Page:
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Jeep Thrills, But Only With 4WD - The Big Picture

Motor Trend logo Motor Trend 10/16/2014 Angus MacKenzie

We're at 13,000 feet and the air is thin and hard and crystal clear. The cerulean dome above us touches down on an impossibly wrinkled horizon everywhere we look. It's a week or so after Labor Day and patches of last winter's snow still snuggle in the quiet, shadowy corners of the mountains. There are no trees, and very little soil. Tires crunch over shattered rock.

This is the top of the Great Divide. To the west, the rivers ultimately empty into the Pacific Ocean; to the east, the mighty Mississippi. There's gold up here. Silver, too. The trails we're following were scratched through the epic landscape almost 150 years ago to get the precious metals out from the mines perched precariously among the mountains, and bring supplies in to the miners who sweated and cursed and drank and died on the roof of America.

© Provided by MotorTrend You can watch a 30-minute video of the original Great Divide Expedition run here. But it did occur to me as the stone-cold standard, straight-off-the-showroom-floor Range Rover Supercharged effortlessly climbed Imogene Pass, en route to Telluride, Colorado, that a $100,000 leather-lined luxury car with shiny 21-inch alloy wheels and low-profile tires should not be able to go places that would stop a Jeep. Any Jeep.

Jeep truly is an iconic brand. Yeah, it sounds clichéd, but 70 years ago the Jeep's go anywhere, do anything capability helped win a world war and, in the decades since, it has introduced generations to the unique pleasures of off-road motoring. If a Jeep couldn't get you where you wanted to go, you probably needed a horse. Or you walked.

That was before SUVs became suburban fashion accessories, however. Your mom drove a station wagon when you were a kid, and your milquetoast neighbor was the minivan guy. But behind the wheel of something that looked like it could take you anywhere you damn well pleased anytime you damn well wanted, you were drinking buddies with General Patton and the Marlboro Man. And you could still carry home groceries from the supermarket. Or pick up the kids from soccer practice.

© Provided by MotorTrend Ride's a little rough. Those chunky tires are noisy. Gas mileage could be better. Low-range? Uh, dunno. Never touch that lever… The SUV as suburban fashion accessory quickly became more about form than function. Just check this year's SUOTY contenders: If you attempted anything more challenging than a smooth gravel track or a snow-covered driveway, most would struggle. Some don't even get all-wheel drive on their base models. Including, sad to say, Jeep.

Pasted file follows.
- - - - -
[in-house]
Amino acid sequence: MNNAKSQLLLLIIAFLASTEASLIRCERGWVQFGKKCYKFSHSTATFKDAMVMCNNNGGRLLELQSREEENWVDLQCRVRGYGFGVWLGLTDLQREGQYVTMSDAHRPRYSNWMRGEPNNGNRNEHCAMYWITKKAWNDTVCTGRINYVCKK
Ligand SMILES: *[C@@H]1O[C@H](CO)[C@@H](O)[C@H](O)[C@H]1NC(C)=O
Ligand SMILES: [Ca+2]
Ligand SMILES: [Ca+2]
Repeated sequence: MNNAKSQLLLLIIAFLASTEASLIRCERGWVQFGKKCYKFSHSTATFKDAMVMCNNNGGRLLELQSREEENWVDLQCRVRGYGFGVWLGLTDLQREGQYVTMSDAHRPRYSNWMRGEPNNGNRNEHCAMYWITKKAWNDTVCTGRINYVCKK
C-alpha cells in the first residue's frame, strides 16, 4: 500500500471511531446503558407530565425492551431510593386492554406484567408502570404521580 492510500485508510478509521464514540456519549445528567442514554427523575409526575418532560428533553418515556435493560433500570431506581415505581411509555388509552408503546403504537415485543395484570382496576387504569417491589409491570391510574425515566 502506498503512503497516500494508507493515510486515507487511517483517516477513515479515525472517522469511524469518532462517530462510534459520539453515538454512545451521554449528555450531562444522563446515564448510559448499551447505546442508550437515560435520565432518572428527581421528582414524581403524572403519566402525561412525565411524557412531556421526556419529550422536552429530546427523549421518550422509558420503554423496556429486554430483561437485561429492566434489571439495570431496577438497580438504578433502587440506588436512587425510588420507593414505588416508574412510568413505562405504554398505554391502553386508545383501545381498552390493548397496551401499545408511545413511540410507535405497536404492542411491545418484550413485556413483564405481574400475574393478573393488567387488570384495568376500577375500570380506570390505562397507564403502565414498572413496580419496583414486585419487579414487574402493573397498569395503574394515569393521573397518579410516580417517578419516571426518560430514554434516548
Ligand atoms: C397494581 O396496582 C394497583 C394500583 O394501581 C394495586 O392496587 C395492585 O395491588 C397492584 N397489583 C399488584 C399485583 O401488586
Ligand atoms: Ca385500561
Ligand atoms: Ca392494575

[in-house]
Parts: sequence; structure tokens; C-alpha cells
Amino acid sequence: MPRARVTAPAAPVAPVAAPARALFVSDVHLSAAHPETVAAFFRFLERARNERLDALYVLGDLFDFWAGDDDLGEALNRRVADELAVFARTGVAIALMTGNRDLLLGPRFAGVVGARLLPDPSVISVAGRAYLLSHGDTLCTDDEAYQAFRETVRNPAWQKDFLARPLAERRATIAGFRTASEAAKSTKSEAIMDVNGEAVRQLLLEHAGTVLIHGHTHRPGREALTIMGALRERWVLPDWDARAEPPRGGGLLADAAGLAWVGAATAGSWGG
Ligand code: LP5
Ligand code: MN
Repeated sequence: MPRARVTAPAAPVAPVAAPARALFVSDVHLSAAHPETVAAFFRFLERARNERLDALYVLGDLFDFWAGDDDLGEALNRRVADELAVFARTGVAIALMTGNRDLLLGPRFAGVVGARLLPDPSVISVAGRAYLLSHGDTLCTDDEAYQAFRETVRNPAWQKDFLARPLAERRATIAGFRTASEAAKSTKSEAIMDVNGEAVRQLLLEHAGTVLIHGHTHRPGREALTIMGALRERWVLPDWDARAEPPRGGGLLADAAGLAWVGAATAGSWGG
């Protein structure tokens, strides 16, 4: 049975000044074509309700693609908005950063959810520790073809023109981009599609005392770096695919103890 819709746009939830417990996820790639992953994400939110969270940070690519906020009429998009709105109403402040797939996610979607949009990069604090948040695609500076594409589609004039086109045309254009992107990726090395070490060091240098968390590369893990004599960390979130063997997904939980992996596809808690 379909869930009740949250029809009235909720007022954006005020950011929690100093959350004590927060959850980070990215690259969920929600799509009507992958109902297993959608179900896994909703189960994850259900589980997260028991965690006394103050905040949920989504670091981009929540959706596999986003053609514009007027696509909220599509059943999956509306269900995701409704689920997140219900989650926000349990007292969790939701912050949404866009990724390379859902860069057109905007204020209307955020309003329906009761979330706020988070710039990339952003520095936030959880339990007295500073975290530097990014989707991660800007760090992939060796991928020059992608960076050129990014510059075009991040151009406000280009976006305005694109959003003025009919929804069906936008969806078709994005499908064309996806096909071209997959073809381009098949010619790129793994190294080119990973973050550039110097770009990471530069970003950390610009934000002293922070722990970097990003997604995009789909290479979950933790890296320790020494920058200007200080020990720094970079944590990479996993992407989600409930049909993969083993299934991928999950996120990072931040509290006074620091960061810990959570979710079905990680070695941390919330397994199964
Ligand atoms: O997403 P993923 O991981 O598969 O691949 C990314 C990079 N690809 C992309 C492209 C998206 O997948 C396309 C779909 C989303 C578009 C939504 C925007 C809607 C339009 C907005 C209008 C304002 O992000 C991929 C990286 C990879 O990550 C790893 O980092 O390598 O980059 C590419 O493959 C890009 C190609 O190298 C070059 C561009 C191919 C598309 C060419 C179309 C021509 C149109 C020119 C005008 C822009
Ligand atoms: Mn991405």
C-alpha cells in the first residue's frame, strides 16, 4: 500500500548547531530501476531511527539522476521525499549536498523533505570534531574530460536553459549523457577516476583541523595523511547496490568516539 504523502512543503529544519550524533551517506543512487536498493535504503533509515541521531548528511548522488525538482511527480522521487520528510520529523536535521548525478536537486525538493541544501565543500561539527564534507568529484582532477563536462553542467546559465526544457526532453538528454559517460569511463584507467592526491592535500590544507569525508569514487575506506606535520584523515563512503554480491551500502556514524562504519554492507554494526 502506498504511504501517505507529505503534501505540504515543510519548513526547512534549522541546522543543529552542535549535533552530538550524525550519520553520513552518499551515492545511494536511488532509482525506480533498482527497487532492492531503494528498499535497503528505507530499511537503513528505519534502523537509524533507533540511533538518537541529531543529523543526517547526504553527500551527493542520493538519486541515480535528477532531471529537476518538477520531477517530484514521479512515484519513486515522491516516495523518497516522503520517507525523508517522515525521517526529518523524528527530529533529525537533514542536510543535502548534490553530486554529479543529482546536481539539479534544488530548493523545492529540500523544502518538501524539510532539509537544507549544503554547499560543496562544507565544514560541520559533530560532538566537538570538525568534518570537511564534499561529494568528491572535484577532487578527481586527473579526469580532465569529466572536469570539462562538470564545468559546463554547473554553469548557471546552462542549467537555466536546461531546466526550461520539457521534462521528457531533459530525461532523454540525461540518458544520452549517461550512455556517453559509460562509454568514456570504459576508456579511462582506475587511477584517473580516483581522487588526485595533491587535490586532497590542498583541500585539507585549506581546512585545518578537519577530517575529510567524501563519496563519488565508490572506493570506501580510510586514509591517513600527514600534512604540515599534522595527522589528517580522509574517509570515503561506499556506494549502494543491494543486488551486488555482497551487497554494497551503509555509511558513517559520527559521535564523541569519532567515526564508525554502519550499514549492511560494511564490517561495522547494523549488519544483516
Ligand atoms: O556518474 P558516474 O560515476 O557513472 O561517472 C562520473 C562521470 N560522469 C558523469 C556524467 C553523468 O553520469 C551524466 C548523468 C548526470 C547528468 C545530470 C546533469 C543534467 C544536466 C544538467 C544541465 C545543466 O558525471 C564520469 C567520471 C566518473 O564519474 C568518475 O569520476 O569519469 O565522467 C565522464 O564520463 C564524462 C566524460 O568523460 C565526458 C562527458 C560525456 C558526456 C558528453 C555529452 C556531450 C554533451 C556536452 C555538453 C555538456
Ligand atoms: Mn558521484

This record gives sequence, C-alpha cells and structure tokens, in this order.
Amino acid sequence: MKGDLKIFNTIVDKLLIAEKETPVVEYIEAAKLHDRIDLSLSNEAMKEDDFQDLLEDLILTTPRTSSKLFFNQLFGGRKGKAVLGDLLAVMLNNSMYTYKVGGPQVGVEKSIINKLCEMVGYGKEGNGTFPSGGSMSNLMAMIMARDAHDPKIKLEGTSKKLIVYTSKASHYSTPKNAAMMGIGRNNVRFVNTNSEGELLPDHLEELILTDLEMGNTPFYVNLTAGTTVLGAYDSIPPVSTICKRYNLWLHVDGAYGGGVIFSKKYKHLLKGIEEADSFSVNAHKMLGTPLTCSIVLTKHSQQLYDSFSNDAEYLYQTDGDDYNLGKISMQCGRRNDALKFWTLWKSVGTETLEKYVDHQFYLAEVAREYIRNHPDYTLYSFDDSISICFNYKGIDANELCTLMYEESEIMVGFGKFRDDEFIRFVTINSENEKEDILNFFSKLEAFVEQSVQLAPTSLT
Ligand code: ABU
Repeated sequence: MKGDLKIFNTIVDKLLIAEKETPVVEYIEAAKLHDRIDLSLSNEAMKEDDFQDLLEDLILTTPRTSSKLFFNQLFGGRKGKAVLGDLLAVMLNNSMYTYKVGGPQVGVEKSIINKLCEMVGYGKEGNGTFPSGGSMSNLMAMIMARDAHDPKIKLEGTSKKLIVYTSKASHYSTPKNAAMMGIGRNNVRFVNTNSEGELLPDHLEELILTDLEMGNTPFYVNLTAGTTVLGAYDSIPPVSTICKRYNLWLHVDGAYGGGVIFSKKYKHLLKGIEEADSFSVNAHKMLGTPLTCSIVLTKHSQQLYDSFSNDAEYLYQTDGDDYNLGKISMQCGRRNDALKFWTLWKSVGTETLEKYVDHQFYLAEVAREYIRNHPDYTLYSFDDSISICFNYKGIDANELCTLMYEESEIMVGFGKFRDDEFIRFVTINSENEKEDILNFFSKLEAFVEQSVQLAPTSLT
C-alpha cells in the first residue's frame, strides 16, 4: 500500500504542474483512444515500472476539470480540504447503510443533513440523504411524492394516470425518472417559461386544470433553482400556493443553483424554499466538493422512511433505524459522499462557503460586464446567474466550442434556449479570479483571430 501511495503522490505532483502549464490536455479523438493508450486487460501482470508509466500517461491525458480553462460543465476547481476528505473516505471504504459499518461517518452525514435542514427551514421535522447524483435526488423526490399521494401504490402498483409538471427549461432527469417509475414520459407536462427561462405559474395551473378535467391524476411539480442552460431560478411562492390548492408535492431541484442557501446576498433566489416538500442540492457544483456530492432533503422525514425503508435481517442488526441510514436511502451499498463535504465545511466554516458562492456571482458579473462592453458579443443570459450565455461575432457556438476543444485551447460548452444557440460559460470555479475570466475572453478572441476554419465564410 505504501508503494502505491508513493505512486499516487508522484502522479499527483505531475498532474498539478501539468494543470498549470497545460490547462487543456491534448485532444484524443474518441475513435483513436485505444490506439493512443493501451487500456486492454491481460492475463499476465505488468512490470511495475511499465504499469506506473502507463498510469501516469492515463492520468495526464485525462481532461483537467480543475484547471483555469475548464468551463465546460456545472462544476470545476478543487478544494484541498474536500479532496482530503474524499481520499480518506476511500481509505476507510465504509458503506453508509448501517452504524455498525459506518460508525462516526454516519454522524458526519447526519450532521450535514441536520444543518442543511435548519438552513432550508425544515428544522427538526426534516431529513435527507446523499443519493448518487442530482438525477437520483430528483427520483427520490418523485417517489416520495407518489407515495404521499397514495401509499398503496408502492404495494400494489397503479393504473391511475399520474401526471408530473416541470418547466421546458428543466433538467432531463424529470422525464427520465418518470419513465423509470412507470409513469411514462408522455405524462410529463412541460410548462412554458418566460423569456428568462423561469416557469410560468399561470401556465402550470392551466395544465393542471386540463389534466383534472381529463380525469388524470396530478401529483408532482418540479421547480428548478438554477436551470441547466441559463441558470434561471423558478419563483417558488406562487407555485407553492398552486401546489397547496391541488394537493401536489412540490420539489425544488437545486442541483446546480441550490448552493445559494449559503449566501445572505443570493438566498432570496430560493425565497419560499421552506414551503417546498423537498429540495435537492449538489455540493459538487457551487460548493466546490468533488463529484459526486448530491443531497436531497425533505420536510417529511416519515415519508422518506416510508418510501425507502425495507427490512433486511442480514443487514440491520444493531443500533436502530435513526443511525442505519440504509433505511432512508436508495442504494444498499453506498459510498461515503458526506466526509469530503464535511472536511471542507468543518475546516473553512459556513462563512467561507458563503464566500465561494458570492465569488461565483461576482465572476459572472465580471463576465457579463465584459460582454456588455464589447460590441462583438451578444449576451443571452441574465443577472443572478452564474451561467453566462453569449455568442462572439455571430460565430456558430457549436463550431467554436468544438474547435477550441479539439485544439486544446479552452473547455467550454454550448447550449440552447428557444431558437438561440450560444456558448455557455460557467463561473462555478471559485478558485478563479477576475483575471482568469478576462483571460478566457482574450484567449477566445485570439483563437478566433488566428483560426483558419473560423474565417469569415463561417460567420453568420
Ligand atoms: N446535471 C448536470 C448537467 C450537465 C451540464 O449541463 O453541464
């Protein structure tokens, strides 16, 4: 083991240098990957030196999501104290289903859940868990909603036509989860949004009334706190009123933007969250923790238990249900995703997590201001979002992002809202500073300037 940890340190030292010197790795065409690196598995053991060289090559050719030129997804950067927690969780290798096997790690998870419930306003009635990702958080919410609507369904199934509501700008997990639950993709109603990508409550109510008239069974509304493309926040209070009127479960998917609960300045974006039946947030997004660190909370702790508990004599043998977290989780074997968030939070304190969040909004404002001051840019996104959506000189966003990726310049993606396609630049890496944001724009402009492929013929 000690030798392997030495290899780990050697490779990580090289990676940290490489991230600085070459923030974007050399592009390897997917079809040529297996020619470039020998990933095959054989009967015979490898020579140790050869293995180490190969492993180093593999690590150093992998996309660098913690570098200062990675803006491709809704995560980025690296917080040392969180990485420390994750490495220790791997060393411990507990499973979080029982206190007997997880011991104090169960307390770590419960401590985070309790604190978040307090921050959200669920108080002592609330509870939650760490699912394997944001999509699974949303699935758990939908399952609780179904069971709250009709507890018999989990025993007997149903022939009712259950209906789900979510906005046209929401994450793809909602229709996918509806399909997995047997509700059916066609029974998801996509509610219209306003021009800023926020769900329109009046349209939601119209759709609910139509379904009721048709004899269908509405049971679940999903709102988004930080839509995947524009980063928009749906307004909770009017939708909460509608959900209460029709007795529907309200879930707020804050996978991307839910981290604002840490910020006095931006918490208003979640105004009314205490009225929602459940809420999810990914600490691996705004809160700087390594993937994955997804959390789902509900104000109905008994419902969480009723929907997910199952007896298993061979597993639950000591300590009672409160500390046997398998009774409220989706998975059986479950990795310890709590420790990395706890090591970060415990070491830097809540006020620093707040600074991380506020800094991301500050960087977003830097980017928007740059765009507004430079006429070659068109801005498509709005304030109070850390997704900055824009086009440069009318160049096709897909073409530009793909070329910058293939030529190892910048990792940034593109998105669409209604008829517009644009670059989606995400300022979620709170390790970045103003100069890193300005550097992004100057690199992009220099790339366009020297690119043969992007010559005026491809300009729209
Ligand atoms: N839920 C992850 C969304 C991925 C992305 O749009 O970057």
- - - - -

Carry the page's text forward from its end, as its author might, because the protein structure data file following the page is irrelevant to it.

I know, I know -- there have been two-wheel-drive Jeeps for decades, dating back to the DJ-3A first used by U.S. mailmen the mid-'50s, and the Surrey Galas built for resort use from 1959 to 1964. But these commercial versions never masqueraded as anything other than ultra-cheap bijou trucks or glorified golf buggies. Today's Jeeps, by contrast, all shamelessly trade on the go anywhere, do anything iconography of the brand, even if some of them have barely more off-road ability than a Toyota Prius.

© Provided by MotorTrend I thought about this as the front-drive, chrome-wheeled Jeep Cherokee cried uncle on a silt-covered hill during SUOTY testing, a hill the four-cylinder Subaru Outback had waltzed up without breaking a sweat earlier that day. And I thought about it again as I got out of the big Range Rover at the top of Imogene Pass and looked out across the Rockies, a crumpled quilt of grays and reds and greens and blues in every direction.

Very few Range Rovers are ever taken off-road. That's not the point. The point is that everyone knows a Range Rover is engineered so it can go off-road, just like everyone knows a Porsche 911 is engineered so it can go 180 mph. Not all Jeeps need to be Trail Rated. But every Jeep should have four-wheel drive, even the most basic kind, because a two-wheel-drive Jeep is just another suburban fashion accessory. Not an icon.

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